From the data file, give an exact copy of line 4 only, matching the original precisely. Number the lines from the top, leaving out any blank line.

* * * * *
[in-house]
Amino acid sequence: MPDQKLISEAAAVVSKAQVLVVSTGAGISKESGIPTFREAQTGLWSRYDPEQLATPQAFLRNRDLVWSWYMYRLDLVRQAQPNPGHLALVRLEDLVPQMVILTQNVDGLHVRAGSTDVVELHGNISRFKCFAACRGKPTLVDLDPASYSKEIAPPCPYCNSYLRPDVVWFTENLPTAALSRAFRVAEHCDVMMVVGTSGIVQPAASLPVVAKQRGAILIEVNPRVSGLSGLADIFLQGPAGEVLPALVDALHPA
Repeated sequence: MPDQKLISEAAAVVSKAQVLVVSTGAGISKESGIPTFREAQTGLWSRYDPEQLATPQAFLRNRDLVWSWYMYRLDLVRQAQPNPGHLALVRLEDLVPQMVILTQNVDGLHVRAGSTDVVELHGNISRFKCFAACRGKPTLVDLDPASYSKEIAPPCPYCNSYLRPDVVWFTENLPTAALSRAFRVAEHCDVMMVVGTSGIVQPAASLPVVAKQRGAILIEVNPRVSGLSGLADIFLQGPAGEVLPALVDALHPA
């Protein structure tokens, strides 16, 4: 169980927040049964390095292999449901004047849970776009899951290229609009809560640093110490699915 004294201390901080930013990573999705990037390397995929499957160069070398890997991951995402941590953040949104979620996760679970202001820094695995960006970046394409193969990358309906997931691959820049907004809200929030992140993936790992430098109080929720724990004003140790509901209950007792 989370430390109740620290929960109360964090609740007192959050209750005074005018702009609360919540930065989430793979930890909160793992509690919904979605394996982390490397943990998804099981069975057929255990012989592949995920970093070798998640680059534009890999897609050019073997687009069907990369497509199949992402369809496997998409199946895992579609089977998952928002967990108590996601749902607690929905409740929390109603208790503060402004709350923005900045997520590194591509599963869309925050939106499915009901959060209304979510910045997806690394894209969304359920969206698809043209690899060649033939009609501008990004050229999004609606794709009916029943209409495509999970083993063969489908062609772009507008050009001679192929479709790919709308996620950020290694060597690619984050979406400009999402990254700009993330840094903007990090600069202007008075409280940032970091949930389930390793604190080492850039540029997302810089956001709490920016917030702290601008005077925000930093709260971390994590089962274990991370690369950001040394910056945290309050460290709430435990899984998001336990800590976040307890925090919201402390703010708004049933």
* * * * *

């Protein structure tokens, strides 16, 4: 169980927040049964390095292999449901004047849970776009899951290229609009809560640093110490699915 004294201390901080930013990573999705990037390397995929499957160069070398890997991951995402941590953040949104979620996760679970202001820094695995960006970046394409193969990358309906997931691959820049907004809200929030992140993936790992430098109080929720724990004003140790509901209950007792 989370430390109740620290929960109360964090609740007192959050209750005074005018702009609360919540930065989430793979930890909160793992509690919904979605394996982390490397943990998804099981069975057929255990012989592949995920970093070798998640680059534009890999897609050019073997687009069907990369497509199949992402369809496997998409199946895992579609089977998952928002967990108590996601749902607690929905409740929390109603208790503060402004709350923005900045997520590194591509599963869309925050939106499915009901959060209304979510910045997806690394894209969304359920969206698809043209690899060649033939009609501008990004050229999004609606794709009916029943209409495509999970083993063969489908062609772009507008050009001679192929479709790919709308996620950020290694060597690619984050979406400009999402990254700009993330840094903007990090600069202007008075409280940032970091949930389930390793604190080492850039540029997302810089956001709490920016917030702290601008005077925000930093709260971390994590089962274990991370690369950001040394910056945290309050460290709430435990899984998001336990800590976040307890925090919201402390703010708004049933």